The BEST Vegan Burger (GF, Soy-Free)

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Holding a vegan burger patty in a bun with other toppings

We’ve shared many veggie burgers over the years, but this one takes the burger, or the cake, or the burger cake! (Burger cake recipe idea, noted).

We examined all of our past recipes, tried to dissect the flavor of beef, and got very scientific about this burger. We considered the texture, the flavor, the aroma, and the complexity of every ingredient added. If it wasn’t adding something special or amazing, we tossed it. And we think this combo truly mocks the flavors of a real burger.

This burger is not only vegan, it’s also gluten-free, soy-free, and magically bean-free (if that’s your sort of thing)! And it requires just 10 wholesome ingredients and simple methods to create the ultimate plant-based patty.

We can’t wait for you to try it and hear what you think! Let us show you how it’s done.

Brown rice, oat flour, avocado oil, mushrooms, onion, cashews, miso, coconut aminos, and paprika

How to Make a Vegan Burger Patty

While store-bought vegan burgers are typically made with extracts of this and scientific combinations of that, we wanted to do something different — something better for you with wholesome, recognizable ingredients.

Sautéing mushrooms and caramelized onions in a Dutch oven

We start by caramelizing onions for a sweet-savory component. Then add shiitake mushrooms for their meaty texture and natural supply of vitamins B2, B3, B5, B6, selenium, zinc, and more!

Food processor with cooked rice and sautéed mushrooms and onions

Next, we pulse the sautéed veggies in a food processor with cooked brown rice to create the perfect burger texture. This neutral-flavored whole grain also provides additional B vitamins and minerals.

Food processor filled with ingredients for making the best vegan burgers

We add cashews for richness and a subtle crunch, oat flour to help with binding, and salt and pepper for added flavor. All that’s remaining is miso paste and coconut aminos for umami-packed goodness and a little smoked paprika for a subtle smokiness.

Dough for making gluten-free vegan burgers

Once the burger patty dough is formed, the burgers are ready for cooking until golden brown. They can also be transferred to the fridge or freezer for quick preparation whenever a burger craving strikes!

Cooking gluten-free vegan burger patties in a cast iron skillet

We hope you LOVE this vegan burger! It’s:

Savory
Smoky
Satisfying
Rich
Versatile
& Umami-filled!

Serve it on a bun or as a lettuce wrap with all your favorite burger toppings.

For the ultimate comfort meal, pair these burgers with our Crispy Baked Garlic Matchstick Fries, Gluten-Free Onion Rings, or Easy Roasted Potato Salad with Garlic Dill Dressing. Or for a more veggie-centric meal, serve with our Easy Massaged Kale Salad (15 Minutes!).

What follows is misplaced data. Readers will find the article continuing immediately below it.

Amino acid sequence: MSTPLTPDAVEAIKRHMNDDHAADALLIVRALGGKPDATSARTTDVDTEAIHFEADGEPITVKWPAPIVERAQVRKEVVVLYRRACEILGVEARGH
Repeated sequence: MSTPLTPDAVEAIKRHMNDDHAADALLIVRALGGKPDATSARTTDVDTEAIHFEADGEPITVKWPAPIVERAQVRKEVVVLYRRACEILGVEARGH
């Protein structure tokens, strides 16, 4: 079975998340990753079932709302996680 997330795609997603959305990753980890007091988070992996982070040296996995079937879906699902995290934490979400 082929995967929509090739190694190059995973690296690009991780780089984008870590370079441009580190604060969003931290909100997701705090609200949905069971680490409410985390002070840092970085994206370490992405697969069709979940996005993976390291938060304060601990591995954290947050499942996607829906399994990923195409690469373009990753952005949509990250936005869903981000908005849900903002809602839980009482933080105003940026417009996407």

More Veggie Burger Recipes

If you try this recipe, let us know! Leave a comment, rate it, and don’t forget to tag a photo #minimalistbaker on Instagram. Cheers, friends!

Close up shot of a bun with pickles, mustard, tomato, lettuce, ketchup, vegan burger patty, caramelized onions, and sriracha mayo

The BEST Vegan Burger (GF, Soy-Free)

The ultimate vegan burger that’s gluten-free, soy-free, and magically bean-free! Just 10 ingredients required for this umami-packed, MEGA satisfying burger!
Author Minimalist Baker
Print
Holding a bun filled with our best vegan burger recipe and other toppings
4.72 from 50 votes
Prep Time 25 minutes
Cook Time 35 minutes
Total Time 1 hour
Servings 4 (Burgers)
Course Entree
Cuisine Gluten-Free, Vegan
Freezer Friendly 1 month
Does it keep? 5 Days

Ingredients

VEGAN BURGERS

  • 1 cup cooked and cooled brown rice (measured after cooking)
  • 4 Tbsp avocado oil, divided
  • 1 ½ cups thinly sliced yellow onion (~1 small onion as recipe is written)
  • 5 cups sliced shiitake mushrooms (or sub cremini, but you will need more oat flour)
  • 3/4 cup raw cashews
  • 1/2 – 1 cup oat flour (ground from rolled oats — certified GF as needed)
  • 1/2 tsp each sea salt and black pepper
  • 2 tsp miso paste (we like chickpea miso by Miso Master, or yellow or white soy miso)
  • 1 Tbsp coconut aminos (or sub tamari)
  • 1/4 tsp smoked paprika

FOR SERVING optional

Instructions

  • If your brown rice isn’t cooked yet, start there by following this method or using an Instant Pot for the best results. Otherwise, move on to the next step.
  • Start by caramelizing the onions. Place 1 tablespoon (15 ml) of avocado oil and the sliced yellow onion in a large heavy-bottomed skillet (like a large cast iron pan or Dutch oven) and turn it to medium-low heat. Stir constantly and sauté until the onions begin to turn translucent, then turn the heat down to low. Add 2 tablespoons of water and cover, removing the lid every few minutes and stirring to prevent burning. Cook the onions for at least 25 minutes, until they’ve taken on some color and have reduced by about half (see photo).
  • Add another 1 tablespoon (15 ml) of avocado oil to the onions along with the sliced mushrooms. Spread the mushrooms out so they are in as thin a layer as possible and turn the heat up to medium-low. Sauté for about 5 minutes, stirring regularly, until the mushrooms are fragrant and soft. Turn the heat off and set aside.
  • Place the cashews in a food processor and pulse until cashews are a small, even crumb texture — about 10 pulses. Place the cashew crumbs in a bowl and set aside.
  • Add the cooled rice to the now-empty food processor and pulse until slightly crumbled, about 5 pulses. Add the cooked mushrooms and onions and pulse until well combined with no obvious or large pieces of mushrooms remaining — about another 5 pulses.